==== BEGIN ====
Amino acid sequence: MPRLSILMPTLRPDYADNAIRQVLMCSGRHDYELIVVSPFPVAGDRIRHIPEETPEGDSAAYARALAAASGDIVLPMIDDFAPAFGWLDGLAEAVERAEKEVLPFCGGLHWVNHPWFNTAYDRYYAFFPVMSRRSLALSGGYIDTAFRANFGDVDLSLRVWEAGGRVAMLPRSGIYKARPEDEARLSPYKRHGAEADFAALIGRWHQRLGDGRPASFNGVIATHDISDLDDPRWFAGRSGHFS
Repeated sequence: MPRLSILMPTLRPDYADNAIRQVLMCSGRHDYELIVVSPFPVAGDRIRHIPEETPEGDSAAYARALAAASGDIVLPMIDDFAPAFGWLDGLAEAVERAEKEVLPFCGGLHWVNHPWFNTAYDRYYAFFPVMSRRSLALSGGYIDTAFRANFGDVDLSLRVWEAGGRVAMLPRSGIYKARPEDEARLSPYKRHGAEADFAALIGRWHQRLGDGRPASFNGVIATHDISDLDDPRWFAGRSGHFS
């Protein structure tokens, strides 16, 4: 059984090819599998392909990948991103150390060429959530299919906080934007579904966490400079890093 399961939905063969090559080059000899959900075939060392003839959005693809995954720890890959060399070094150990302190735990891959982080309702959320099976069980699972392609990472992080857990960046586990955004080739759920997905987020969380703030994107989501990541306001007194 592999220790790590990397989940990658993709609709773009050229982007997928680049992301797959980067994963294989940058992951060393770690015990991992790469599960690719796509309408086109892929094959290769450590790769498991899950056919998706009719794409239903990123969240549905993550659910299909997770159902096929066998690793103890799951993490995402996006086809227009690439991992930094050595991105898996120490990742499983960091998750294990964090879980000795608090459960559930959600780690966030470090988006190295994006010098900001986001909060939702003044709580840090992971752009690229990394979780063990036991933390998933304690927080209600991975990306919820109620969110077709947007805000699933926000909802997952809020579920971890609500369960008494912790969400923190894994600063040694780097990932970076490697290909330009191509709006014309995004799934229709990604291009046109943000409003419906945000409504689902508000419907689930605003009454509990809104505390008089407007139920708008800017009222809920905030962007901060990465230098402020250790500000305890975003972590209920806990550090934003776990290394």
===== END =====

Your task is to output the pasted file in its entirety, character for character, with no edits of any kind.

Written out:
Amino acid sequence: MPRLSILMPTLRPDYADNAIRQVLMCSGRHDYELIVVSPFPVAGDRIRHIPEETPEGDSAAYARALAAASGDIVLPMIDDFAPAFGWLDGLAEAVERAEKEVLPFCGGLHWVNHPWFNTAYDRYYAFFPVMSRRSLALSGGYIDTAFRANFGDVDLSLRVWEAGGRVAMLPRSGIYKARPEDEARLSPYKRHGAEADFAALIGRWHQRLGDGRPASFNGVIATHDISDLDDPRWFAGRSGHFS
Repeated sequence: MPRLSILMPTLRPDYADNAIRQVLMCSGRHDYELIVVSPFPVAGDRIRHIPEETPEGDSAAYARALAAASGDIVLPMIDDFAPAFGWLDGLAEAVERAEKEVLPFCGGLHWVNHPWFNTAYDRYYAFFPVMSRRSLALSGGYIDTAFRANFGDVDLSLRVWEAGGRVAMLPRSGIYKARPEDEARLSPYKRHGAEADFAALIGRWHQRLGDGRPASFNGVIATHDISDLDDPRWFAGRSGHFS
């Protein structure tokens, strides 16, 4: 059984090819599998392909990948991103150390060429959530299919906080934007579904966490400079890093 399961939905063969090559080059000899959900075939060392003839959005693809995954720890890959060399070094150990302190735990891959982080309702959320099976069980699972392609990472992080857990960046586990955004080739759920997905987020969380703030994107989501990541306001007194 592999220790790590990397989940990658993709609709773009050229982007997928680049992301797959980067994963294989940058992951060393770690015990991992790469599960690719796509309408086109892929094959290769450590790769498991899950056919998706009719794409239903990123969240549905993550659910299909997770159902096929066998690793103890799951993490995402996006086809227009690439991992930094050595991105898996120490990742499983960091998750294990964090879980000795608090459960559930959600780690966030470090988006190295994006010098900001986001909060939702003044709580840090992971752009690229990394979780063990036991933390998933304690927080209600991975990306919820109620969110077709947007805000699933926000909802997952809020579920971890609500369960008494912790969400923190894994600063040694780097990932970076490697290909330009191509709006014309995004799934229709990604291009046109943000409003419906945000409504689902508000419907689930605003009454509990809104505390008089407007139920708008800017009222809920905030962007901060990465230098402020250790500000305890975003972590209920806990550090934003776990290394």